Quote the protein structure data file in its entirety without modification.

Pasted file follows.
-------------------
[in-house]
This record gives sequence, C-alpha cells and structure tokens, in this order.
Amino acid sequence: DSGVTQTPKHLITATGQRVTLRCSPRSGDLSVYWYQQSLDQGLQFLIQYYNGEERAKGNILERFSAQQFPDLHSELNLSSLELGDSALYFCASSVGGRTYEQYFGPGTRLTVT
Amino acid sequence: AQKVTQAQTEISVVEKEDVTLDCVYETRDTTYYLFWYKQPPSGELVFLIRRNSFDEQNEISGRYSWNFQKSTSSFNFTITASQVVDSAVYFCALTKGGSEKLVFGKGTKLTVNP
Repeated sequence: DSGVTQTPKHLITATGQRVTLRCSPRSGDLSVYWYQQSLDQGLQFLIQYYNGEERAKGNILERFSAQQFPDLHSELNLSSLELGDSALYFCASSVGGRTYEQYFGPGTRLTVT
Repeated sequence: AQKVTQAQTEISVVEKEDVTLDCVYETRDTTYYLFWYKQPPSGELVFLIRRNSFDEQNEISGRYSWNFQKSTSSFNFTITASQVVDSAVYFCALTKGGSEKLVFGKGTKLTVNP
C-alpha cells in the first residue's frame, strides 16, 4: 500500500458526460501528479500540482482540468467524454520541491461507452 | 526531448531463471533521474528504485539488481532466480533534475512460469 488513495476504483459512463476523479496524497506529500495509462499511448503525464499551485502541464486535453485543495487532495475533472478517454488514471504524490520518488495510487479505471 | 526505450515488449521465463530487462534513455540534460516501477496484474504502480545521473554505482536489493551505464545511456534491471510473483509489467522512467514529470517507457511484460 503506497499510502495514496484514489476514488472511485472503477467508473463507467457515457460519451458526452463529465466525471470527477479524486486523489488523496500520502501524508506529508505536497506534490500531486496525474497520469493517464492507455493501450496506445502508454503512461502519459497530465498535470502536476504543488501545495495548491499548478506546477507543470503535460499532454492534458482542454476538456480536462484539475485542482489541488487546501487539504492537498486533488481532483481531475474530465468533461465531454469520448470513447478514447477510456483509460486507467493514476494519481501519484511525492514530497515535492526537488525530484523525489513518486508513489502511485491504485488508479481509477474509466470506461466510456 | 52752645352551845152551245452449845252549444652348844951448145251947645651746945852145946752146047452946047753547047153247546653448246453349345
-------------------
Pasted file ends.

[in-house]
This record gives sequence, C-alpha cells and structure tokens, in this order.
Amino acid sequence: DSGVTQTPKHLITATGQRVTLRCSPRSGDLSVYWYQQSLDQGLQFLIQYYNGEERAKGNILERFSAQQFPDLHSELNLSSLELGDSALYFCASSVGGRTYEQYFGPGTRLTVT
Amino acid sequence: AQKVTQAQTEISVVEKEDVTLDCVYETRDTTYYLFWYKQPPSGELVFLIRRNSFDEQNEISGRYSWNFQKSTSSFNFTITASQVVDSAVYFCALTKGGSEKLVFGKGTKLTVNP
Repeated sequence: DSGVTQTPKHLITATGQRVTLRCSPRSGDLSVYWYQQSLDQGLQFLIQYYNGEERAKGNILERFSAQQFPDLHSELNLSSLELGDSALYFCASSVGGRTYEQYFGPGTRLTVT
Repeated sequence: AQKVTQAQTEISVVEKEDVTLDCVYETRDTTYYLFWYKQPPSGELVFLIRRNSFDEQNEISGRYSWNFQKSTSSFNFTITASQVVDSAVYFCALTKGGSEKLVFGKGTKLTVNP
C-alpha cells in the first residue's frame, strides 16, 4: 500500500458526460501528479500540482482540468467524454520541491461507452 | 526531448531463471533521474528504485539488481532466480533534475512460469 488513495476504483459512463476523479496524497506529500495509462499511448503525464499551485502541464486535453485543495487532495475533472478517454488514471504524490520518488495510487479505471 | 526505450515488449521465463530487462534513455540534460516501477496484474504502480545521473554505482536489493551505464545511456534491471510473483509489467522512467514529470517507457511484460 503506497499510502495514496484514489476514488472511485472503477467508473463507467457515457460519451458526452463529465466525471470527477479524486486523489488523496500520502501524508506529508505536497506534490500531486496525474497520469493517464492507455493501450496506445502508454503512461502519459497530465498535470502536476504543488501545495495548491499548478506546477507543470503535460499532454492534458482542454476538456480536462484539475485542482489541488487546501487539504492537498486533488481532483481531475474530465468533461465531454469520448470513447478514447477510456483509460486507467493514476494519481501519484511525492514530497515535492526537488525530484523525489513518486508513489502511485491504485488508479481509477474509466470506461466510456 | 52752645352551845152551245452449845252549444652348844951448145251947645651746945852145946752146047452946047753547047153247546653448246453349345